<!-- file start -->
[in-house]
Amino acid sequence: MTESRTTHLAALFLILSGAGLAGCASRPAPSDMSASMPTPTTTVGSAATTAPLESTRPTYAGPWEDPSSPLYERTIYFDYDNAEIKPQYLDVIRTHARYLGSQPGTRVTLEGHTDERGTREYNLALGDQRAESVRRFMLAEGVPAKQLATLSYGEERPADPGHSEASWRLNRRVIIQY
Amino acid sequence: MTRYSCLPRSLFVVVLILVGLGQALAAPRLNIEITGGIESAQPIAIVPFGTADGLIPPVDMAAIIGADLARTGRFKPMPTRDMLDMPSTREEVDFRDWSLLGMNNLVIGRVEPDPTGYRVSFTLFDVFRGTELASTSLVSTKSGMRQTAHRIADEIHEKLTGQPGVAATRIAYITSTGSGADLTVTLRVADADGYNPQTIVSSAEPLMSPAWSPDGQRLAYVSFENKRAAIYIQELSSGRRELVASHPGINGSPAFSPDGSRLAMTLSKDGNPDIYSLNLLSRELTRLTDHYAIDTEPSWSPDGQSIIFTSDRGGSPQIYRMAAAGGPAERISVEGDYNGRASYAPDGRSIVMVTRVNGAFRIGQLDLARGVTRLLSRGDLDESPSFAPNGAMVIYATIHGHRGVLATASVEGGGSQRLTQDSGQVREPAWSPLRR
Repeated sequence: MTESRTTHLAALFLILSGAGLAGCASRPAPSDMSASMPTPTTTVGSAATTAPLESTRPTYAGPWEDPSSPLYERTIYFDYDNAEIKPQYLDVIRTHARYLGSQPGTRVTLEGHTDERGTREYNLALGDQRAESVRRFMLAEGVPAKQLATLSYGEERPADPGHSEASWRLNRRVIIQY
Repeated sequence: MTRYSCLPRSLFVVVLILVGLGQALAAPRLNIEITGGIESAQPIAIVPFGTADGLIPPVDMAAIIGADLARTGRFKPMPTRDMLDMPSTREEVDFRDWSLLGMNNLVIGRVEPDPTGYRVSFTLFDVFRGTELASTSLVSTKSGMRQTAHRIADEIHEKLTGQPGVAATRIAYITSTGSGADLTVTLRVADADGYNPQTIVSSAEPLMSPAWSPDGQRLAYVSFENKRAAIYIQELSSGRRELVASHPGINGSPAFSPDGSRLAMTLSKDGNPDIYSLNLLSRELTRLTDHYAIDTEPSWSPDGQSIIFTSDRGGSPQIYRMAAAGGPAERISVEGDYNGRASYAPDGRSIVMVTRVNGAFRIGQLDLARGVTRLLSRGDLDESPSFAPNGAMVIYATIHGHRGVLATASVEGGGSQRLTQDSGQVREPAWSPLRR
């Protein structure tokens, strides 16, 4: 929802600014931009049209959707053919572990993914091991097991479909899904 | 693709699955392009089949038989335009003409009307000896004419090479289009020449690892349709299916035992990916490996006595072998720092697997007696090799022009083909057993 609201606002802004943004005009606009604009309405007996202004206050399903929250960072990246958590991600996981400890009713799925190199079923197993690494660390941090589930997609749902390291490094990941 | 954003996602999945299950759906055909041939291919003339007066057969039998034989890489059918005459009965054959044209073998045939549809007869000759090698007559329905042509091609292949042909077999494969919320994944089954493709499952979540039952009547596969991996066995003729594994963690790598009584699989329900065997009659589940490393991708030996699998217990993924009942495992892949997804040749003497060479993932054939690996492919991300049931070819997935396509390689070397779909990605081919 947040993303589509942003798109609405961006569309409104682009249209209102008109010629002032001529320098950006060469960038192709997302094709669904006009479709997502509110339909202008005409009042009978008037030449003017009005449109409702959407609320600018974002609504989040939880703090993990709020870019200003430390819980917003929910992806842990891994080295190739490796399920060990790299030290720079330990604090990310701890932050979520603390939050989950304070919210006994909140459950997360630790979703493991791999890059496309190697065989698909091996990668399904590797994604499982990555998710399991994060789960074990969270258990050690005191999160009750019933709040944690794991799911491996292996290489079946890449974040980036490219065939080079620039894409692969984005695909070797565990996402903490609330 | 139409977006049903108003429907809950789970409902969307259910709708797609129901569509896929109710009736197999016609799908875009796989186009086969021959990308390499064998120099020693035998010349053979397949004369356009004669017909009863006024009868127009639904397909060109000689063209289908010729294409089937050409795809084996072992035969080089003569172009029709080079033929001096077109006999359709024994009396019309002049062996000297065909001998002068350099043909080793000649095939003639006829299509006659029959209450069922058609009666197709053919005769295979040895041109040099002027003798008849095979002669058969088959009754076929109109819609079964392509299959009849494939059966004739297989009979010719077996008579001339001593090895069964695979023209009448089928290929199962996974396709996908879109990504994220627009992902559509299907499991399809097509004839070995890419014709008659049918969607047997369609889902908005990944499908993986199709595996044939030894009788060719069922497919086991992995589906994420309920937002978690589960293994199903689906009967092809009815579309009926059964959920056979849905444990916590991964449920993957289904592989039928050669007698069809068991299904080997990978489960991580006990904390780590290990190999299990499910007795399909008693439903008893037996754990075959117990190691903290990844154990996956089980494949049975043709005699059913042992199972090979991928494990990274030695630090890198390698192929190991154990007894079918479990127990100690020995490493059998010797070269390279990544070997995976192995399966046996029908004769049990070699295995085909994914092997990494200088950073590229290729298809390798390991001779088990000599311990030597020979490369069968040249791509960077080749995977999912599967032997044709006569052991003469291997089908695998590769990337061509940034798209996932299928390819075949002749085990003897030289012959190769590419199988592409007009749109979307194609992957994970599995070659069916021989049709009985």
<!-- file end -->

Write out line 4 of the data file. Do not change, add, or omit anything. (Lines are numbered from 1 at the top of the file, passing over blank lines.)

Repeated sequence: MTESRTTHLAALFLILSGAGLAGCASRPAPSDMSASMPTPTTTVGSAATTAPLESTRPTYAGPWEDPSSPLYERTIYFDYDNAEIKPQYLDVIRTHARYLGSQPGTRVTLEGHTDERGTREYNLALGDQRAESVRRFMLAEGVPAKQLATLSYGEERPADPGHSEASWRLNRRVIIQY